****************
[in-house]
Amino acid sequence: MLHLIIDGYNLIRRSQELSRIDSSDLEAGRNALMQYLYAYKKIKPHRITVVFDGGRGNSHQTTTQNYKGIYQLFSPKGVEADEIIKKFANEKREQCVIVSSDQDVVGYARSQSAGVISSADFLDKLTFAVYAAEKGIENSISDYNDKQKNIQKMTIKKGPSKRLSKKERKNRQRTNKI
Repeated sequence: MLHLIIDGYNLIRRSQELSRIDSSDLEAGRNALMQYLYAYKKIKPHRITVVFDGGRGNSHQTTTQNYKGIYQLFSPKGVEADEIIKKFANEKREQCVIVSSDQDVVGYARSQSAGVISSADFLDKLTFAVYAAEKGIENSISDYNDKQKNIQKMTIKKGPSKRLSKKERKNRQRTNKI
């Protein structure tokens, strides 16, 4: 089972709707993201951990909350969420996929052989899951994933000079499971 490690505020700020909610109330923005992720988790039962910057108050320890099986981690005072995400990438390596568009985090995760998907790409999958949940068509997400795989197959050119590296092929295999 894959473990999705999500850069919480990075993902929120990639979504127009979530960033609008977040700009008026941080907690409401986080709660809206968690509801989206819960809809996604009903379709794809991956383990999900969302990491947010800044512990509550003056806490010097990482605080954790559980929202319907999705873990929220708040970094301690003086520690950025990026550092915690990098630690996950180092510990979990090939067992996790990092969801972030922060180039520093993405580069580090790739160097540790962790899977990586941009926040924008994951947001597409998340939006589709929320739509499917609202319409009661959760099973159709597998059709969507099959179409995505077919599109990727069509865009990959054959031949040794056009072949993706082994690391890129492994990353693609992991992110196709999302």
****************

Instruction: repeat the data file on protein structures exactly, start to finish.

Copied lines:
[in-house]
Amino acid sequence: MLHLIIDGYNLIRRSQELSRIDSSDLEAGRNALMQYLYAYKKIKPHRITVVFDGGRGNSHQTTTQNYKGIYQLFSPKGVEADEIIKKFANEKREQCVIVSSDQDVVGYARSQSAGVISSADFLDKLTFAVYAAEKGIENSISDYNDKQKNIQKMTIKKGPSKRLSKKERKNRQRTNKI
Repeated sequence: MLHLIIDGYNLIRRSQELSRIDSSDLEAGRNALMQYLYAYKKIKPHRITVVFDGGRGNSHQTTTQNYKGIYQLFSPKGVEADEIIKKFANEKREQCVIVSSDQDVVGYARSQSAGVISSADFLDKLTFAVYAAEKGIENSISDYNDKQKNIQKMTIKKGPSKRLSKKERKNRQRTNKI
């Protein structure tokens, strides 16, 4: 089972709707993201951990909350969420996929052989899951994933000079499971 490690505020700020909610109330923005992720988790039962910057108050320890099986981690005072995400990438390596568009985090995760998907790409999958949940068509997400795989197959050119590296092929295999 894959473990999705999500850069919480990075993902929120990639979504127009979530960033609008977040700009008026941080907690409401986080709660809206968690509801989206819960809809996604009903379709794809991956383990999900969302990491947010800044512990509550003056806490010097990482605080954790559980929202319907999705873990929220708040970094301690003086520690950025990026550092915690990098630690996950180092510990979990090939067992996790990092969801972030922060180039520093993405580069580090790739160097540790962790899977990586941009926040924008994951947001597409998340939006589709929320739509499917609202319409009661959760099973159709597998059709969507099959179409995505077919599109990727069509865009990959054959031949040794056009072949993706082994690391890129492994990353693609992991992110196709999302």